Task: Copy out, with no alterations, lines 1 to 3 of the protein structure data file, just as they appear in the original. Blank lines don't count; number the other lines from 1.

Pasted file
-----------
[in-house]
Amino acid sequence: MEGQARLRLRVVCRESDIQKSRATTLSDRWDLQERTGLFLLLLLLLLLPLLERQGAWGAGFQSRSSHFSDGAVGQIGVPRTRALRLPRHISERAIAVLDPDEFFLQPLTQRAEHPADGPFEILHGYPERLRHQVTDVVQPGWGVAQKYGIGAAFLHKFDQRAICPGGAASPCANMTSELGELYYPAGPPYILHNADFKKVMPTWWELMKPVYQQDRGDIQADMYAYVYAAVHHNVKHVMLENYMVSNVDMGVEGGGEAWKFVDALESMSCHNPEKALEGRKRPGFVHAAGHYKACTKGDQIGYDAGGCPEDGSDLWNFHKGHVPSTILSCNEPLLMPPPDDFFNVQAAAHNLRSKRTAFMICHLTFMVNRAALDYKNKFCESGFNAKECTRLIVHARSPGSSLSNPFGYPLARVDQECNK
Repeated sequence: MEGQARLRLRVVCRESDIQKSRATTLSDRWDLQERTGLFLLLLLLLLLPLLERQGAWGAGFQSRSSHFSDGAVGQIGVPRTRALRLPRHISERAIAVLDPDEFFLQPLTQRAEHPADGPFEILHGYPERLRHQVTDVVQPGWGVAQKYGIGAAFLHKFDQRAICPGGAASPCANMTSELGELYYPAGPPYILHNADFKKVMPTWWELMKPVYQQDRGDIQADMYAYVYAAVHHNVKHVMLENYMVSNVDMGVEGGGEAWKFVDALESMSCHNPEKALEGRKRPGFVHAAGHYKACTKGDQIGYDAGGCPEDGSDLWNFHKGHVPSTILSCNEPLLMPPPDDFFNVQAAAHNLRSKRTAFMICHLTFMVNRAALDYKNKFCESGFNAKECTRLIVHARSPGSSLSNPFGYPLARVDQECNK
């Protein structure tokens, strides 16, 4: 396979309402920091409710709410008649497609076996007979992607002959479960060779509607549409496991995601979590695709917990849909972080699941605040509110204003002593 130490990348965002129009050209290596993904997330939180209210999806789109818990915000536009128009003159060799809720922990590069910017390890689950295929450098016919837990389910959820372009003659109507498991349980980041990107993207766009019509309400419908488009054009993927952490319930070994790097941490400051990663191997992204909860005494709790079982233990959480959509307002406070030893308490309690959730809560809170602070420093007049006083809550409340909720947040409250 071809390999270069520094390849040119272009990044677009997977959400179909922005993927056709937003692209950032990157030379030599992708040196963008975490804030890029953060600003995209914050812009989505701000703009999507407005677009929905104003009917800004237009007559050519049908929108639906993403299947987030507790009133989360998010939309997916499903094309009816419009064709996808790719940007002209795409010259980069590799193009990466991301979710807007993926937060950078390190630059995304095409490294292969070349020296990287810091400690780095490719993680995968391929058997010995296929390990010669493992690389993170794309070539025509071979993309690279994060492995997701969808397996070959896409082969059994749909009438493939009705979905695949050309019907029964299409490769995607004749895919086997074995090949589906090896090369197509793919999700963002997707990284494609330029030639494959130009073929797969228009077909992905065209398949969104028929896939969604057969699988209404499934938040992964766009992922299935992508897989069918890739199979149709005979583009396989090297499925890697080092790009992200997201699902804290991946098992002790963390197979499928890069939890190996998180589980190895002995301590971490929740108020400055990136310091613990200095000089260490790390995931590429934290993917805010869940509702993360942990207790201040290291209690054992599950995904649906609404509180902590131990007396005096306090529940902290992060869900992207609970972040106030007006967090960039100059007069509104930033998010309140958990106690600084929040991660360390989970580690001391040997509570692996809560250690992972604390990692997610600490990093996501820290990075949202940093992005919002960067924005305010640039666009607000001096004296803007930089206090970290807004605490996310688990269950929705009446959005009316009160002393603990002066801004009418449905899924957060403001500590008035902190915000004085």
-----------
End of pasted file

[in-house]
Amino acid sequence: MEGQARLRLRVVCRESDIQKSRATTLSDRWDLQERTGLFLLLLLLLLLPLLERQGAWGAGFQSRSSHFSDGAVGQIGVPRTRALRLPRHISERAIAVLDPDEFFLQPLTQRAEHPADGPFEILHGYPERLRHQVTDVVQPGWGVAQKYGIGAAFLHKFDQRAICPGGAASPCANMTSELGELYYPAGPPYILHNADFKKVMPTWWELMKPVYQQDRGDIQADMYAYVYAAVHHNVKHVMLENYMVSNVDMGVEGGGEAWKFVDALESMSCHNPEKALEGRKRPGFVHAAGHYKACTKGDQIGYDAGGCPEDGSDLWNFHKGHVPSTILSCNEPLLMPPPDDFFNVQAAAHNLRSKRTAFMICHLTFMVNRAALDYKNKFCESGFNAKECTRLIVHARSPGSSLSNPFGYPLARVDQECNK
Repeated sequence: MEGQARLRLRVVCRESDIQKSRATTLSDRWDLQERTGLFLLLLLLLLLPLLERQGAWGAGFQSRSSHFSDGAVGQIGVPRTRALRLPRHISERAIAVLDPDEFFLQPLTQRAEHPADGPFEILHGYPERLRHQVTDVVQPGWGVAQKYGIGAAFLHKFDQRAICPGGAASPCANMTSELGELYYPAGPPYILHNADFKKVMPTWWELMKPVYQQDRGDIQADMYAYVYAAVHHNVKHVMLENYMVSNVDMGVEGGGEAWKFVDALESMSCHNPEKALEGRKRPGFVHAAGHYKACTKGDQIGYDAGGCPEDGSDLWNFHKGHVPSTILSCNEPLLMPPPDDFFNVQAAAHNLRSKRTAFMICHLTFMVNRAALDYKNKFCESGFNAKECTRLIVHARSPGSSLSNPFGYPLARVDQECNK